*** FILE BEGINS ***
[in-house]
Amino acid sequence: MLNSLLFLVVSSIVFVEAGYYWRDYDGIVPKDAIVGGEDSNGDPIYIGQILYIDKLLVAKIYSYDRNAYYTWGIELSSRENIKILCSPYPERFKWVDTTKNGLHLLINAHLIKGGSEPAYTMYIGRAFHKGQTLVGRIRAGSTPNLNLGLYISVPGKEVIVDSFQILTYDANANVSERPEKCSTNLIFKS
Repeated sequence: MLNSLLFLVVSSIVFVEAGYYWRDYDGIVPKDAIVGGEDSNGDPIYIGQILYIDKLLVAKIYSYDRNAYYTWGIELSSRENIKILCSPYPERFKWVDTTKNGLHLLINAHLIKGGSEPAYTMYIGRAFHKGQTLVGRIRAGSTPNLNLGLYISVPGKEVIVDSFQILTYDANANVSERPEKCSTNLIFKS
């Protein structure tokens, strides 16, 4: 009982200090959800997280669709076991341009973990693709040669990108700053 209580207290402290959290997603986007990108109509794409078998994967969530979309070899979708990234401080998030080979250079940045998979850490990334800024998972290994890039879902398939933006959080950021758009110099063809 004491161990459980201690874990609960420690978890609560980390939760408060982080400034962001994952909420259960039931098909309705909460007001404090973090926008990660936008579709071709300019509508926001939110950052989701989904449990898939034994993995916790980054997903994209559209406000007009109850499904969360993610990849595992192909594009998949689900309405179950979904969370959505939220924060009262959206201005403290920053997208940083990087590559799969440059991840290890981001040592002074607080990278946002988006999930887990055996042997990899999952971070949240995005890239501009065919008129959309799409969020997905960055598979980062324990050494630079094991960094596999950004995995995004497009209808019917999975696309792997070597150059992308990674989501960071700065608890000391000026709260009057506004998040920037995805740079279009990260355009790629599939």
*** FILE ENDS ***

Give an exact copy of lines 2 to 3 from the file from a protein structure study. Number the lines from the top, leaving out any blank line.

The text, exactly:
Amino acid sequence: MLNSLLFLVVSSIVFVEAGYYWRDYDGIVPKDAIVGGEDSNGDPIYIGQILYIDKLLVAKIYSYDRNAYYTWGIELSSRENIKILCSPYPERFKWVDTTKNGLHLLINAHLIKGGSEPAYTMYIGRAFHKGQTLVGRIRAGSTPNLNLGLYISVPGKEVIVDSFQILTYDANANVSERPEKCSTNLIFKS
Repeated sequence: MLNSLLFLVVSSIVFVEAGYYWRDYDGIVPKDAIVGGEDSNGDPIYIGQILYIDKLLVAKIYSYDRNAYYTWGIELSSRENIKILCSPYPERFKWVDTTKNGLHLLINAHLIKGGSEPAYTMYIGRAFHKGQTLVGRIRAGSTPNLNLGLYISVPGKEVIVDSFQILTYDANANVSERPEKCSTNLIFKS